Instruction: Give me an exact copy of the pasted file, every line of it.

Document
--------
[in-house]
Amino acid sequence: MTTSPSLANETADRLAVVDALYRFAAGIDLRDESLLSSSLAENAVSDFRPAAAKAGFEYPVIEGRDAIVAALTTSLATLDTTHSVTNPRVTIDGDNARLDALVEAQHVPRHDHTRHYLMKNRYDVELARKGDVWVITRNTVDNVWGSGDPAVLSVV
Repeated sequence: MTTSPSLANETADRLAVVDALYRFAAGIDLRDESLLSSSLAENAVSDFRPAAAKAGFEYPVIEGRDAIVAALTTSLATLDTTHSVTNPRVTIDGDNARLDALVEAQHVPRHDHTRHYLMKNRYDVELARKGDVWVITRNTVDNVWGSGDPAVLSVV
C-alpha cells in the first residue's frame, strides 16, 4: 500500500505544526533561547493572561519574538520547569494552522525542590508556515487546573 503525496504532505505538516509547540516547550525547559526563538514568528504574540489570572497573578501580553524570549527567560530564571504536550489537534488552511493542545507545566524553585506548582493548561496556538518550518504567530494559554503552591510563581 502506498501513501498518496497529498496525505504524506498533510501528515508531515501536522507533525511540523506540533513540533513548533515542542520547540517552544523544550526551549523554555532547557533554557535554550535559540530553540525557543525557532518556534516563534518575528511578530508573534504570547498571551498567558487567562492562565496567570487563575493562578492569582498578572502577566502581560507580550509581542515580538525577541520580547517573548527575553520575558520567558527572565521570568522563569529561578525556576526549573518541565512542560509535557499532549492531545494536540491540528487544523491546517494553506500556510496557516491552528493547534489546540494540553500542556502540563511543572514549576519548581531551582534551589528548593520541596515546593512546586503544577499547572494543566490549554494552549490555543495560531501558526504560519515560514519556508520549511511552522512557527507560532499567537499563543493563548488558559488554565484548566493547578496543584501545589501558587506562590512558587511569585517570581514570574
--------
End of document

[in-house]
Amino acid sequence: MTTSPSLANETADRLAVVDALYRFAAGIDLRDESLLSSSLAENAVSDFRPAAAKAGFEYPVIEGRDAIVAALTTSLATLDTTHSVTNPRVTIDGDNARLDALVEAQHVPRHDHTRHYLMKNRYDVELARKGDVWVITRNTVDNVWGSGDPAVLSVV
Repeated sequence: MTTSPSLANETADRLAVVDALYRFAAGIDLRDESLLSSSLAENAVSDFRPAAAKAGFEYPVIEGRDAIVAALTTSLATLDTTHSVTNPRVTIDGDNARLDALVEAQHVPRHDHTRHYLMKNRYDVELARKGDVWVITRNTVDNVWGSGDPAVLSVV
C-alpha cells in the first residue's frame, strides 16, 4: 500500500505544526533561547493572561519574538520547569494552522525542590508556515487546573 503525496504532505505538516509547540516547550525547559526563538514568528504574540489570572497573578501580553524570549527567560530564571504536550489537534488552511493542545507545566524553585506548582493548561496556538518550518504567530494559554503552591510563581 502506498501513501498518496497529498496525505504524506498533510501528515508531515501536522507533525511540523506540533513540533513548533515542542520547540517552544523544550526551549523554555532547557533554557535554550535559540530553540525557543525557532518556534516563534518575528511578530508573534504570547498571551498567558487567562492562565496567570487563575493562578492569582498578572502577566502581560507580550509581542515580538525577541520580547517573548527575553520575558520567558527572565521570568522563569529561578525556576526549573518541565512542560509535557499532549492531545494536540491540528487544523491546517494553506500556510496557516491552528493547534489546540494540553500542556502540563511543572514549576519548581531551582534551589528548593520541596515546593512546586503544577499547572494543566490549554494552549490555543495560531501558526504560519515560514519556508520549511511552522512557527507560532499567537499563543493563548488558559488554565484548566493547578496543584501545589501558587506562590512558587511569585517570581514570574